Verbal Self Defense

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An example

Ellen walked through the front door ten minutes after Jack did. He wasted no time before letting her know how he felt about that.

Where have you been? he demanded, both hands on his hips and his face set in a fierce scowl. You were supposed to be home half an hour ago, for crying out loud!

Ellen stared at him. What do you mean, where have I been? I've been at work!

Oh, don't give me that!, he snapped. You get off at five Ellen, and it's nearly six-thirty! You've been in some store haven't you?
If you you'd sit down and make a grocery list at the beginning of the week like I keep telling you to, you wouldn't run out of something every single day! If I ran my buisness the way you run this house--

If you did your share of running this house, Jack, I might listen to that! But you don't! I hold down a full-time job just like you do, and then I come home and have all the housework to do on top of it, while you stand around and complain!

Oh, come on, Ellen, Jack said, sarcasm dripping from every word, there's no comparison between my job and yours, and you know it! You sit around at the office all day reading magazines and filling your nails -- I really work! And when I get home, I expect a little hard-earned peace and relaxation! But YOU can't even get home in time to cook DINner!

Ellen was still standing in the door, still wearing her coat; sh was as white as a sheet.

Well?, he demanded. What do you have to say for yourself?

Just . . . one . . . thing! she spat at him. Thank heaven we don't have a child! At least I'm the only one around here that has to put up with your viscious mouth!

Jack caught his breath; now he was as white as she was. Oh man, he said softly. You really know hot to hurt a guy, don't you, Ellen?

What's going on here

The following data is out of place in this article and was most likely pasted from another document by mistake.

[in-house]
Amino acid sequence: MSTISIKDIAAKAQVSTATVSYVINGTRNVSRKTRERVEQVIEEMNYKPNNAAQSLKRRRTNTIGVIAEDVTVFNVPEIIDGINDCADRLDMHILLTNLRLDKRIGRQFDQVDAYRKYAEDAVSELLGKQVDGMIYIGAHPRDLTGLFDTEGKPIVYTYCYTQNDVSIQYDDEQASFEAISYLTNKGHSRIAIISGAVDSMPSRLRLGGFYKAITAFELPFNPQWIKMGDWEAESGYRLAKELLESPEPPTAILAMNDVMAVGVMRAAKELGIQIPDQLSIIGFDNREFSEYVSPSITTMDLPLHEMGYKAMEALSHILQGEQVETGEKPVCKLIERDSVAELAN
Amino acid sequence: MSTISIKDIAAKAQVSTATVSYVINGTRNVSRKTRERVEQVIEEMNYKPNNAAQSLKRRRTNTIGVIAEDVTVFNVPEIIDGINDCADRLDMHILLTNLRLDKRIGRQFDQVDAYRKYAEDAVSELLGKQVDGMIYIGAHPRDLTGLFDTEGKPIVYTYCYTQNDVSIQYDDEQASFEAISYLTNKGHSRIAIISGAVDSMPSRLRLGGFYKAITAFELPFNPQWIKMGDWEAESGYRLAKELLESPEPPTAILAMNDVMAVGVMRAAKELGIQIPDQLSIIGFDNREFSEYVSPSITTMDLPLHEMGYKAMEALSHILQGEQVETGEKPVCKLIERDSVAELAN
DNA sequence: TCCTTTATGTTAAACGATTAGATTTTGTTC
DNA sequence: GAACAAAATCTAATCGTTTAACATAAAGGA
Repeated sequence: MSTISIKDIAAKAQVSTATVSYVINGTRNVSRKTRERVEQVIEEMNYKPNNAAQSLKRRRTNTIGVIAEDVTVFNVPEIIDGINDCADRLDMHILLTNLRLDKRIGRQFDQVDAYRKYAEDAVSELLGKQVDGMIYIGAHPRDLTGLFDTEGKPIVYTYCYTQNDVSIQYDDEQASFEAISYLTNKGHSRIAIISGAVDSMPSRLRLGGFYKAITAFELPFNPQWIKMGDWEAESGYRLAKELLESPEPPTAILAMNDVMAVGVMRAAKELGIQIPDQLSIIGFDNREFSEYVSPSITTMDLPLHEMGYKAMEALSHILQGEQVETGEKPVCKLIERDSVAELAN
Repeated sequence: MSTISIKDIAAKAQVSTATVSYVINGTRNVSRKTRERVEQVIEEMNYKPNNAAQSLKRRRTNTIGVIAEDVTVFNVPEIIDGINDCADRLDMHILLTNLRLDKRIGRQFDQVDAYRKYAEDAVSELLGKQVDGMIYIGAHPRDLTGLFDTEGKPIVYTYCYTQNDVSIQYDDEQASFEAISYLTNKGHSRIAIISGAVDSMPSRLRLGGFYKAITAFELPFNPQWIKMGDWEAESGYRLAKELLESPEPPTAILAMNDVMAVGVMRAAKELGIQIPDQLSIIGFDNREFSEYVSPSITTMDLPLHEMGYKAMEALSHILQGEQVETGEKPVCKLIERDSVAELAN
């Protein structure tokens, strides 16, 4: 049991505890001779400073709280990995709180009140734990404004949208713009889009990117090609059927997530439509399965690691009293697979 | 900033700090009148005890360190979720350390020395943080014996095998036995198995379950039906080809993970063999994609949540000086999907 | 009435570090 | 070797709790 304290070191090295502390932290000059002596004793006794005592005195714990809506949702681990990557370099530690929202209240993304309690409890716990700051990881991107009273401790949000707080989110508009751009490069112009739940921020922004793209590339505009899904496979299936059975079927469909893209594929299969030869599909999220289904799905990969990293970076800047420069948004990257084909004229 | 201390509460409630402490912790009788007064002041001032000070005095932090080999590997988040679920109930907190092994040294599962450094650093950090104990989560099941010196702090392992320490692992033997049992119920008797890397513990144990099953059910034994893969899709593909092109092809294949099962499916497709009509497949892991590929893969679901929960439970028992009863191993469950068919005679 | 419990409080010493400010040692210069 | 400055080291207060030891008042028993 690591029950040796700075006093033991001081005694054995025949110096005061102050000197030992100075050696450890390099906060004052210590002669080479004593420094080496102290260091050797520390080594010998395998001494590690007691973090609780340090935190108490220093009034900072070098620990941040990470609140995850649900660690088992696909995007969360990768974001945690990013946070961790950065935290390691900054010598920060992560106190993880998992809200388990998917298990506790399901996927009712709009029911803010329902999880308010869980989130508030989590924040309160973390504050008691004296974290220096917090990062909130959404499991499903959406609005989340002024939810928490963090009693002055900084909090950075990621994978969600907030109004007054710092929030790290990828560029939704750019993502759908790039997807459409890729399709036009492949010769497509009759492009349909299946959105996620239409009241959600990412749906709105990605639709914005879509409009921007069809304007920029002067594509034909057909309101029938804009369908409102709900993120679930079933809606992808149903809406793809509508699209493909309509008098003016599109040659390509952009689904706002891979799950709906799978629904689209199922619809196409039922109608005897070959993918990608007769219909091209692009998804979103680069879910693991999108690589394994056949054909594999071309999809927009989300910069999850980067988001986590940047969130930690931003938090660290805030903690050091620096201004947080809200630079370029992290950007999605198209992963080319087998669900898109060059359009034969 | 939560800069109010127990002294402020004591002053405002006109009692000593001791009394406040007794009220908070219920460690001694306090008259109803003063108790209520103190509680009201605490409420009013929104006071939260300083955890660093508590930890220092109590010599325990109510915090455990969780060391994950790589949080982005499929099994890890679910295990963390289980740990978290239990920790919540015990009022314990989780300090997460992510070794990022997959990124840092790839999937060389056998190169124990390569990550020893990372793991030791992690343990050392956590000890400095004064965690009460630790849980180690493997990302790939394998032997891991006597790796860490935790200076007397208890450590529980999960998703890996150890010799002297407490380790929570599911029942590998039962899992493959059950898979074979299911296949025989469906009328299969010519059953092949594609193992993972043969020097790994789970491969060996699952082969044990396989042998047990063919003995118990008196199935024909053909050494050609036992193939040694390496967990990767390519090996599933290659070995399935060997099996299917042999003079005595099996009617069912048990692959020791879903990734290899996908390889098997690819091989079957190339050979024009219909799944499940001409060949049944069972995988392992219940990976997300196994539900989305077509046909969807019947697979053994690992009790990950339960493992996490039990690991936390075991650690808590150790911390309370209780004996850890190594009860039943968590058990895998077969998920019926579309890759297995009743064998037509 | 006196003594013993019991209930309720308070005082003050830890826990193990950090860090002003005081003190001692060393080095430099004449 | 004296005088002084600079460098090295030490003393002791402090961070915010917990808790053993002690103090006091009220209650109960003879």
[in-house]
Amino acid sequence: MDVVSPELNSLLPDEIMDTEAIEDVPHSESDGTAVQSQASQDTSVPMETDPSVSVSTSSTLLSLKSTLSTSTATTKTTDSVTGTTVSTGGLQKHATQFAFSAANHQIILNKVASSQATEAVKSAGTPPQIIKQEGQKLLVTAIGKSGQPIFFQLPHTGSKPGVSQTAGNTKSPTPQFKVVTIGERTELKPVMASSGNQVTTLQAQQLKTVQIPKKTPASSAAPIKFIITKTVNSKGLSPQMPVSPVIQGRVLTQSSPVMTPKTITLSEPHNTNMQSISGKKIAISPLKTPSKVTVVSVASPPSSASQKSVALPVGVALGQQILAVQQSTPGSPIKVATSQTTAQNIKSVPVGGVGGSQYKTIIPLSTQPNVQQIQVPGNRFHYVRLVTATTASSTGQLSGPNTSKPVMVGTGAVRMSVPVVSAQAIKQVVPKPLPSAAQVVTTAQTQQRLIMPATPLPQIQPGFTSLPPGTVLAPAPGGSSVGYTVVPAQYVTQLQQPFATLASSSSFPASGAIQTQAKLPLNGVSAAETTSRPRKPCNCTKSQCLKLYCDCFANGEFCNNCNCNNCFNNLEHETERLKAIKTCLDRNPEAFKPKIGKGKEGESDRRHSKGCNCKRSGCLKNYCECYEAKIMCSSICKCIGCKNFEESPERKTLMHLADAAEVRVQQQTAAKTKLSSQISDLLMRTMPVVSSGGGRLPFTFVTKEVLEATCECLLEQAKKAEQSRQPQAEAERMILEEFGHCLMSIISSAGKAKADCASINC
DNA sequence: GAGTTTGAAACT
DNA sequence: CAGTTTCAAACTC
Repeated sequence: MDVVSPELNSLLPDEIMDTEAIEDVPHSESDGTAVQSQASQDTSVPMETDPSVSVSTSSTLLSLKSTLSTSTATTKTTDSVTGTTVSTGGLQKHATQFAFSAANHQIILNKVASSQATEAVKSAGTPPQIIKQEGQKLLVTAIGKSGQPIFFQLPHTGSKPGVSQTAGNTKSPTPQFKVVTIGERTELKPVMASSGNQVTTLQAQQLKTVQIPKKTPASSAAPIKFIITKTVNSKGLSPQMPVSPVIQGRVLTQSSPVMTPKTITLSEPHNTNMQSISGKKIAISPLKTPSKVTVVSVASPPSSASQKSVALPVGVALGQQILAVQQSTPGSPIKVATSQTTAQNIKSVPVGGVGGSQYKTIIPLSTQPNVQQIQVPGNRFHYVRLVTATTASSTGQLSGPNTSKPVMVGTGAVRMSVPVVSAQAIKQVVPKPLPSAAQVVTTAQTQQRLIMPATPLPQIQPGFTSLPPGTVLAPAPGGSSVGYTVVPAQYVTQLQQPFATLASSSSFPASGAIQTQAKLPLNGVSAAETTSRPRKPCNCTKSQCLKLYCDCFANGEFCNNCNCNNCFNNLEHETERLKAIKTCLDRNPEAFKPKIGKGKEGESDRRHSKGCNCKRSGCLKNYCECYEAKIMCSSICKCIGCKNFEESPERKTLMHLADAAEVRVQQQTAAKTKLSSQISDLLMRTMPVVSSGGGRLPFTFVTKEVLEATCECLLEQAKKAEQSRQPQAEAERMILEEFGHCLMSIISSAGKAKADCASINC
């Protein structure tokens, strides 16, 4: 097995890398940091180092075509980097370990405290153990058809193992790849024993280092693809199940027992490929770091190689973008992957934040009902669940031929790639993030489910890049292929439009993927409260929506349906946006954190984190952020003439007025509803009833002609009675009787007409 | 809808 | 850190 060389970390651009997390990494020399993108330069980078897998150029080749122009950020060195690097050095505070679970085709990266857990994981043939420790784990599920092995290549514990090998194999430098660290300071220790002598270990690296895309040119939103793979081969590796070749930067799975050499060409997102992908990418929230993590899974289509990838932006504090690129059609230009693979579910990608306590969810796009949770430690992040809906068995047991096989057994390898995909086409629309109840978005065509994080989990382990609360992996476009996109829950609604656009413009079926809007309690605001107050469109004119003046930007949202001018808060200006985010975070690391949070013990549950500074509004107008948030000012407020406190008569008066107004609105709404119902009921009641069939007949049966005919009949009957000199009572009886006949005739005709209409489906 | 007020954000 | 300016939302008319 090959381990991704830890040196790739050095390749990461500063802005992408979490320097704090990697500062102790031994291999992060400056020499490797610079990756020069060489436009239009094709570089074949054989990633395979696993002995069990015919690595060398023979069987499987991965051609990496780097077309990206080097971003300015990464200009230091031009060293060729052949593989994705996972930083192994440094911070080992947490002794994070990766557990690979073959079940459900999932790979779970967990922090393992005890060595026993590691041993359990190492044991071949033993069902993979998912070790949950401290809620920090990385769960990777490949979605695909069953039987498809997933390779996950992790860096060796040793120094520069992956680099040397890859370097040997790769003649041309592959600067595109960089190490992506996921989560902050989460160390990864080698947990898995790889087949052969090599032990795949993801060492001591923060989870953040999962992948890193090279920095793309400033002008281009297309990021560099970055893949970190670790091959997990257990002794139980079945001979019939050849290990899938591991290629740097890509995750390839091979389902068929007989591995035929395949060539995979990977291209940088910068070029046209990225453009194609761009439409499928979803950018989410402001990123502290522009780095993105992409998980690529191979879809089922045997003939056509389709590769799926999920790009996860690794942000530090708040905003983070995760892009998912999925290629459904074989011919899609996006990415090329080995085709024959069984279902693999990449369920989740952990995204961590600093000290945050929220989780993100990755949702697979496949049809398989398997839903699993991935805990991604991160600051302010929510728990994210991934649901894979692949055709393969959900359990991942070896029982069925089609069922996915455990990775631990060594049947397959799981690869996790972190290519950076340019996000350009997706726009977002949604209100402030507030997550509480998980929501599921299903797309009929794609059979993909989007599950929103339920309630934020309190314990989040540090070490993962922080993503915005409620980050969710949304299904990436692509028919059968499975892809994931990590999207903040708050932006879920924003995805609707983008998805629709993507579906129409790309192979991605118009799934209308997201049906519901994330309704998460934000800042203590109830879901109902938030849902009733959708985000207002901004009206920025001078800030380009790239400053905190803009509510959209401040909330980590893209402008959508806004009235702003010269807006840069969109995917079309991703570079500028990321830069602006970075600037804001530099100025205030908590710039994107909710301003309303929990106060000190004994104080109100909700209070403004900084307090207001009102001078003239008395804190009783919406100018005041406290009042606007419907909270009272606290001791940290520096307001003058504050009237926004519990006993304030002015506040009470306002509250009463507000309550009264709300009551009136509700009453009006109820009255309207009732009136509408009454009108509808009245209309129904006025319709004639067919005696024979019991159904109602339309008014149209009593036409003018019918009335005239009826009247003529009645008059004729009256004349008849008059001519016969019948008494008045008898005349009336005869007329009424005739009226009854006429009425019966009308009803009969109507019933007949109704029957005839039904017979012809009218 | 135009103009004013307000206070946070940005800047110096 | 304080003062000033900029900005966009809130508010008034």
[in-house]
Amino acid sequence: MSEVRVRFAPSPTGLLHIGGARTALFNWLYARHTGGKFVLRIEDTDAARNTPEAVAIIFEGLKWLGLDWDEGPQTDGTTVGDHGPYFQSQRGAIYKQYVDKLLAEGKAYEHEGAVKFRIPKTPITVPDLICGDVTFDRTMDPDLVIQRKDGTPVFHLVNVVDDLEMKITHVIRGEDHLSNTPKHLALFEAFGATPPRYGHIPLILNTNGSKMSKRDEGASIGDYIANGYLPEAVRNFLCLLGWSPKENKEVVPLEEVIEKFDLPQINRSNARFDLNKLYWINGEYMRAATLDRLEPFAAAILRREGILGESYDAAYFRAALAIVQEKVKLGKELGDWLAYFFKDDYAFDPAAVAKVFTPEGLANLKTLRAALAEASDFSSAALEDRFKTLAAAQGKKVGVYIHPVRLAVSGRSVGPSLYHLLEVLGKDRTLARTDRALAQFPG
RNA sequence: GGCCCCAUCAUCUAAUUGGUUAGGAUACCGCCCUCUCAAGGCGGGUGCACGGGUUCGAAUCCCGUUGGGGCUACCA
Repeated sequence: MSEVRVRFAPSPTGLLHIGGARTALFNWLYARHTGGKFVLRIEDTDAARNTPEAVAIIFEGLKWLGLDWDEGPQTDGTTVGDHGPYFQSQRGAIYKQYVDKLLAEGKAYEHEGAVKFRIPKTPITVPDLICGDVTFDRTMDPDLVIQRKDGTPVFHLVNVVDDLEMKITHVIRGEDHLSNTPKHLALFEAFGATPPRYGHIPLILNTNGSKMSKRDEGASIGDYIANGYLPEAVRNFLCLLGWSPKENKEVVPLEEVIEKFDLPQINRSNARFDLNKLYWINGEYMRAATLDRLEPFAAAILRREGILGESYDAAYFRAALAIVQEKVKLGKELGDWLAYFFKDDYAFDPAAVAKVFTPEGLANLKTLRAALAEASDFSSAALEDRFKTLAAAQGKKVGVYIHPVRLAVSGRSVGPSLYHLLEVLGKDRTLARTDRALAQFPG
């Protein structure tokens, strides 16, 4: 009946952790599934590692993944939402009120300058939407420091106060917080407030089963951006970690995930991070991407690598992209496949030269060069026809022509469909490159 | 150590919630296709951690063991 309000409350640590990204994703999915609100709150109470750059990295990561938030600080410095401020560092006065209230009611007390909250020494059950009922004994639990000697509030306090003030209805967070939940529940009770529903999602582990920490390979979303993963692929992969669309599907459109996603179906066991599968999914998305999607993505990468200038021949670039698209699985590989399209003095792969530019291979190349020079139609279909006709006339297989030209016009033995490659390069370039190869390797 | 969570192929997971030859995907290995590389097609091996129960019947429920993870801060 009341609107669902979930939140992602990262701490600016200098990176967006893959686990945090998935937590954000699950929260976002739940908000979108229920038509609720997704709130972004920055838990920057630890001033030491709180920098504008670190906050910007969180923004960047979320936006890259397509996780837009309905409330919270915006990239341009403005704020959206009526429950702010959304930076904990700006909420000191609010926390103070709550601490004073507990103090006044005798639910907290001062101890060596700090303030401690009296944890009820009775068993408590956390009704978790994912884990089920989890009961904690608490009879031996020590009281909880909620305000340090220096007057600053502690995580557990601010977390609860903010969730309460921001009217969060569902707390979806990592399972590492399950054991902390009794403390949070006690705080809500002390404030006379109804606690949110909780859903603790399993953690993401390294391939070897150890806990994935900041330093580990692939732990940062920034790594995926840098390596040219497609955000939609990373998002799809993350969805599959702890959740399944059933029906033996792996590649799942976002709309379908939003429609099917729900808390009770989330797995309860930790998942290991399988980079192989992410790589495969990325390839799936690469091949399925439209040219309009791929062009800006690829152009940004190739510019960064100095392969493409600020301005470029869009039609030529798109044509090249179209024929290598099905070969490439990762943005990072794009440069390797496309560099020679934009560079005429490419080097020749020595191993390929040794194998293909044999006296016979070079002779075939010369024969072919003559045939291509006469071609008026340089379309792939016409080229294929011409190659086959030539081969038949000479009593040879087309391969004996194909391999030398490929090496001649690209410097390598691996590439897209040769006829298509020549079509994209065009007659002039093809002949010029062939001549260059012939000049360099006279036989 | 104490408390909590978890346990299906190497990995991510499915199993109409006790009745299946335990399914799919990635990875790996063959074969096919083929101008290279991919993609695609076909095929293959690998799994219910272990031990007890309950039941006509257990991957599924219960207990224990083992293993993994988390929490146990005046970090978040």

This is combat, plain and simple. Jack and Ellen are an ordinary couple with ordinary problems, but a lot of what passes for communications at their house is the linguistic equivalent of machine gun fire and hand grenades. And it just keeps getting worse.

Ellen's Points of View

The way Ellen sees it. Jack takes pleasure in causing her pain. Nothing she does is ever good enough to deserve his praise; no mistake is ever minor enough for him to let it pass. She is convinced that he gets up in the morning and plans his day around his chances to chew her out and make her miserable. It baffles her. He claims that he's telling the truth; in other ways, he's a good and obviously caring husband. Why, then does he get so much joy out of attacking her? It hurts her so much when he starts his verbal abuse that she can't even think straight!

Jacks Point of View

The way Jack see it, Ellen is just like the people he works with. Like them, she gives him no respect, and when he tries to help, she acts as if he were stupid. What he really wants is a loving and peaceful home where he and Ellen can find companionshipand have a good life together. Be she won't help, and she acts as if he has no right even to make suggestions--she gets her feelings hurt over every little thing he says, and when she gets mad she goes out of her way to attack him where she knows he is most vulnerable. It baffles him; why can't she cooperate once in a while? Why can't they sit down together and discuss their problems--for example, how to divide up the housework--like two rational adults? It's bad enough always being low man in the pecking order at work, without coming home and getting the cold shoulder there too! Ellen claims to love him, and in lots of ways she's a wonderful wife, bit that onlyy makes it harder to understand. It's like getting cut with a knife, listening to the things she says and seeing the way she looks at him--it hurts him so much that he can't even think straight!


See Verbal Abuse